Tame Impala, a quick look at the journey so far | Feature

Tame impala album collage

Retracing the tracks of Tame Impala, one album at a time.

Tame Impala, brainchild of Aussie indie star Kevin Parker have become one of the biggest arena acts of the past decade, gradually building from cult favourites to mainstream radio and festival stars. Tame Impala’s sound has evolved from psychedelic tinged indie through to full on neo-psych disco, the transition has been fascinating and made Parker’s output among some of the most interesting and sought after today. 

Tame Impala’s first release is the oft overlooked Innerspeaker which was released in 2010, while this album hasn’t received the attention the 3 subsequent ones have it contains some of Parker’s best material and is a great showcase for his songwriting and guitar prowess, being more mellow and melodic in nature than much of Currents and the Slow rush, tracks like Alter ego and I don’t really mind pick things up a notch and for me Solitude is bliss must be near any list of Tame impala’s best, it still gives me chills. 

Lonerism is where things really went up a notch elevating Tame Impala’s sound to another level, featuring some big hits in Elephant and Feels like we only go backwards, it’s the release that began Parker’s ascent to rock superstardom.  There isn’t really a misstep on the record from opener “Be above it” through to the close, its dripping in psychedelic goodness and has set a clear blueprint for contemporaries like “Unknown Mortal orchestra” and “Temples”, it recalls sounds of the late 60s evoking the likes of T Rex, Sgt Pepper era Beatles and Jefferson Airplane, whilst setting its own clear course.

‘Elephant’ really rocks and one of the highlights of seeing Parker at the O2 last summer was seeing tracks from this record played live, sadly much of the focus of the gig was with fan-favourite Currents. The mid section of the record particularly flows exceptionally from the grooves of Mind mischief and apocalypse dreams to the otherworldniness of Music to walk home by. Anyone who has just listened to Currents or the slow rush must give this record a go and it is a great starting point for anyone wondering what the hype is about.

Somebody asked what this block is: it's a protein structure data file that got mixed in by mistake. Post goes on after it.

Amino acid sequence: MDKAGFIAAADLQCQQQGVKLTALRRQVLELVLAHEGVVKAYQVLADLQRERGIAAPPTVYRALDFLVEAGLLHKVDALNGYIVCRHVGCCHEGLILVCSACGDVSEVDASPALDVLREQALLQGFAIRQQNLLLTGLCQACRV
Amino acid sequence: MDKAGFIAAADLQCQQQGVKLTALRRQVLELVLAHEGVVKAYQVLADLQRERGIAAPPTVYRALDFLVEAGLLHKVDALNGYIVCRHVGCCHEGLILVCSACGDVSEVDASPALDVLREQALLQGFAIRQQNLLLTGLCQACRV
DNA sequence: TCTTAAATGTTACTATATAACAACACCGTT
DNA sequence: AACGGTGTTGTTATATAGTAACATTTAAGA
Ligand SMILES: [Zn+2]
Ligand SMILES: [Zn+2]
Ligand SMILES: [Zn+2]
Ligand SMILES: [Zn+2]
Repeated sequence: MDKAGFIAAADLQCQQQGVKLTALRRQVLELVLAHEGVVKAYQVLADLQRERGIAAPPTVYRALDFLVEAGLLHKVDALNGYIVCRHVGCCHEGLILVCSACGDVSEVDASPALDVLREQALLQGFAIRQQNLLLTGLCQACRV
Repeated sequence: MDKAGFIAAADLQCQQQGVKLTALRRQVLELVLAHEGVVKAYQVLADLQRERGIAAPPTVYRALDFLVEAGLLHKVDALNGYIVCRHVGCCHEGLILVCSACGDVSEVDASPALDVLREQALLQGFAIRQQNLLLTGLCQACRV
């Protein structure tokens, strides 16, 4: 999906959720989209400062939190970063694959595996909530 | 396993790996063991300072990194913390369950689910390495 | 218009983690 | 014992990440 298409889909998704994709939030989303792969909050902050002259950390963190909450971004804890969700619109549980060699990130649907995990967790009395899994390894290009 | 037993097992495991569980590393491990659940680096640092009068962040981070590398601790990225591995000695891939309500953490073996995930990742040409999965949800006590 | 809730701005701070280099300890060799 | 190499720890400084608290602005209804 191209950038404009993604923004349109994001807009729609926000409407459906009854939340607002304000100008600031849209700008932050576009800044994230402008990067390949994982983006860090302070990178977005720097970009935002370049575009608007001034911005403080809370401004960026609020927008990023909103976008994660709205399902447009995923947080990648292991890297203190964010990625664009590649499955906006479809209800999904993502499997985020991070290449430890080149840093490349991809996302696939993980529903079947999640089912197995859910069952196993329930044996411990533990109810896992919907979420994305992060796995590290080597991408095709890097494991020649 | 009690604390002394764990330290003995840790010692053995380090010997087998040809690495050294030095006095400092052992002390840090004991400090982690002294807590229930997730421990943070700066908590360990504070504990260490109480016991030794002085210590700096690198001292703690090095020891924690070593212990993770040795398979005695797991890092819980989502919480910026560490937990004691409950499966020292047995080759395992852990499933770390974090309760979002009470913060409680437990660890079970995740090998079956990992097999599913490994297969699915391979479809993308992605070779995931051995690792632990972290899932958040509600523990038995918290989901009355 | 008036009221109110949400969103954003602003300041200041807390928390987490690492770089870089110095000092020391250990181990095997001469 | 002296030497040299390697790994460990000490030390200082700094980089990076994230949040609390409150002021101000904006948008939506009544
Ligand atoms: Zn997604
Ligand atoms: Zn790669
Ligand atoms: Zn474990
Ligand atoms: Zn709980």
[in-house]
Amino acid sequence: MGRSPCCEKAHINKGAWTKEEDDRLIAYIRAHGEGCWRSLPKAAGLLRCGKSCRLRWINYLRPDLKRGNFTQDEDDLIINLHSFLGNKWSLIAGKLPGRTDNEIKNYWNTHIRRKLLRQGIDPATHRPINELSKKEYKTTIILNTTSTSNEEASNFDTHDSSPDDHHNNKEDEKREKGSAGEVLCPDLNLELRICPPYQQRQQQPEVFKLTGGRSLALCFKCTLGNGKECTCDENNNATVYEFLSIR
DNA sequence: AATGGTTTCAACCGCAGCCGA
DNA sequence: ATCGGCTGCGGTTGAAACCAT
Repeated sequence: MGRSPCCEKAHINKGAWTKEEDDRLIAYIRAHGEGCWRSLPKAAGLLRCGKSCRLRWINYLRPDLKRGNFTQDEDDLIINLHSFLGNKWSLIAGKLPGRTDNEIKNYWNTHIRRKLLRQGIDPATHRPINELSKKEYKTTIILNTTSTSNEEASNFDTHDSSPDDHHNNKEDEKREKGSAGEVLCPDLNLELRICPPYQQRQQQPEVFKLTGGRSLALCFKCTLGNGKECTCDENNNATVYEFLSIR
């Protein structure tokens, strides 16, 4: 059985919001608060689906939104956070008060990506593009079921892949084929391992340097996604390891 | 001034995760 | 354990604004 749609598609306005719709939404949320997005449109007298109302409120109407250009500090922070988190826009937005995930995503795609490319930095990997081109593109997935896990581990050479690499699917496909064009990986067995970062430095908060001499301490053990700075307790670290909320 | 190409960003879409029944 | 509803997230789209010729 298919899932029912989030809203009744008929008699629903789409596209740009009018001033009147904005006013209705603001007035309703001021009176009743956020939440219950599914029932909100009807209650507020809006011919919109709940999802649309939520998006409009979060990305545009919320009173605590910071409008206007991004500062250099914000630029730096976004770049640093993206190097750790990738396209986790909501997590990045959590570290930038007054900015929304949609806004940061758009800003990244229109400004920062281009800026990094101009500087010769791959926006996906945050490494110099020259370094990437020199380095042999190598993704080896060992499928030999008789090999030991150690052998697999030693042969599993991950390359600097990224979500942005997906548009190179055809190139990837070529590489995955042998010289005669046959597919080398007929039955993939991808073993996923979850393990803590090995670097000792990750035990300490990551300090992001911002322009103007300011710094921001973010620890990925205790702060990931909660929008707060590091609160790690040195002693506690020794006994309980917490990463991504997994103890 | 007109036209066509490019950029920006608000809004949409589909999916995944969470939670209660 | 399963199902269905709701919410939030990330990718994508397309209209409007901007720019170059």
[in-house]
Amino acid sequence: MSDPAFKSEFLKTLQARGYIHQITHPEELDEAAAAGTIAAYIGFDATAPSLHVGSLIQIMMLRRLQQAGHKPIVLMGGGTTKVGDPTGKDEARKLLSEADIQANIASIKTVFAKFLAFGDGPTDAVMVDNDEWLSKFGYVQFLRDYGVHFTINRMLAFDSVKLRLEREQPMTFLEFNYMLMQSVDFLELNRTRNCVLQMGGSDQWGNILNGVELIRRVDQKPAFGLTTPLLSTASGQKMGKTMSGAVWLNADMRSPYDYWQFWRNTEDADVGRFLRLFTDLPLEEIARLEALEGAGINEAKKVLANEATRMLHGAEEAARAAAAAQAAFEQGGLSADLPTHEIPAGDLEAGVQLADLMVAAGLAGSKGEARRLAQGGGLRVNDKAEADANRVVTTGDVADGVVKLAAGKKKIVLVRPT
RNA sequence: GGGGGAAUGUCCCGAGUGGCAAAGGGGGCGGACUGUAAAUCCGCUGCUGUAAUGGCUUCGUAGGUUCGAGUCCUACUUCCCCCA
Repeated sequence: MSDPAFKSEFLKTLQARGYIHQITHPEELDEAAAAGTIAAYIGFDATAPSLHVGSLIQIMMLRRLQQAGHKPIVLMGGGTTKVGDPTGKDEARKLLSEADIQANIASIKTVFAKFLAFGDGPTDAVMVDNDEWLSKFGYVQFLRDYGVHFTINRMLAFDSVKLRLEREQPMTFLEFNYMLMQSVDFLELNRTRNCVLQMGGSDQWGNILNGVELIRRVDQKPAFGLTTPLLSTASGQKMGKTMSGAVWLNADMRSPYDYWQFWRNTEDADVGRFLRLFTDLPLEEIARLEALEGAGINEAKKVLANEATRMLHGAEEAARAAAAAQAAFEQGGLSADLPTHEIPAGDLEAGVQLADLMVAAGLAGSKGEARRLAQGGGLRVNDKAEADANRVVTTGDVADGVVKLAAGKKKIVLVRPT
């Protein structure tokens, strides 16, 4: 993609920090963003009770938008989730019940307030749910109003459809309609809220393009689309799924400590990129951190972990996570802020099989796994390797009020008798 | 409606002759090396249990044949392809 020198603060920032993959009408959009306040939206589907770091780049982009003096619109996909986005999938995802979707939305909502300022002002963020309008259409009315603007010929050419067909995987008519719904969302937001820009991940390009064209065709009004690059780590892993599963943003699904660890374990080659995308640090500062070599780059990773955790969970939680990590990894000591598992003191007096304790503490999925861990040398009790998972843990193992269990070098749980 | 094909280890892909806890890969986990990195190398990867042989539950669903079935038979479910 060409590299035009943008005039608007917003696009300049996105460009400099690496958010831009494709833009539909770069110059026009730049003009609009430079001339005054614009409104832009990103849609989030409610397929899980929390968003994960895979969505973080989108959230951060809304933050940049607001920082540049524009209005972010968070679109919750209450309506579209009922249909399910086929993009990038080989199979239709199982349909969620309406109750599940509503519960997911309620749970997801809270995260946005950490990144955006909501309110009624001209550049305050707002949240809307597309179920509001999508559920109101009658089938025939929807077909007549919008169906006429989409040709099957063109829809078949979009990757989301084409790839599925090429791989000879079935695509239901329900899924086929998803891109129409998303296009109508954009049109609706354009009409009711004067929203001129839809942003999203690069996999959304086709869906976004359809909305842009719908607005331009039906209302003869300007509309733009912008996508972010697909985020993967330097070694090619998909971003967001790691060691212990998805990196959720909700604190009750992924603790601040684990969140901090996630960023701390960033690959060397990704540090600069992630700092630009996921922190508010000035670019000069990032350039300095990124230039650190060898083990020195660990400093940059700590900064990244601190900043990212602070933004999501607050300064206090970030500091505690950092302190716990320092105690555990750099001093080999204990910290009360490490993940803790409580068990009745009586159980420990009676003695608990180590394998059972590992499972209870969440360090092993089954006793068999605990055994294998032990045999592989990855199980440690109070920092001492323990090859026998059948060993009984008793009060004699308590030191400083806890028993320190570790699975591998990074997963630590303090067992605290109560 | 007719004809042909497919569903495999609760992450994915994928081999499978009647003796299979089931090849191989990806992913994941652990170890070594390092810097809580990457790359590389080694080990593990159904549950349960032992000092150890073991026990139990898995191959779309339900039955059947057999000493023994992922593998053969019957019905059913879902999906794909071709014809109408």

Currents really made the group a household name, blasting off into the stratosphere  with disco indie banger “let it happen” and barely relenting with the group’s biggest hit “The less I know the better” and  a smattering of other giant tracks such as “the moment”, “Yes I’m changing” and “cause I’m a man” it’s an incredibly mature record and one that you can really dance to, whilst incorporating elements of the previous indie sound, it is quite a clear departure that really put Tame Impala on the festival map, with recent slots at Glastonbury and the aforementioned slot at the O2 last June. This record did for Tame Impala what AM did for Arctic Monkeys 2 years prior. 

The most recent release from Australia’s finest is another dip into the more disco flavoured coatings offered with Currents that largely parks guitars in favour of synths and drum machines, the guitars aren’t  entirely absent and do get chances to come more to the fore. The record is infectious and joyful and shows even more maturity with Posthumous forgiveness dealing with the death of Parker’s father. One more year and it might be time are particular highlights. The record on the whole has carried on the momentum from Currents and whet the appetite for future releases, hopefully without a 5 year gap to the next record. 

Words by Christopher Connor

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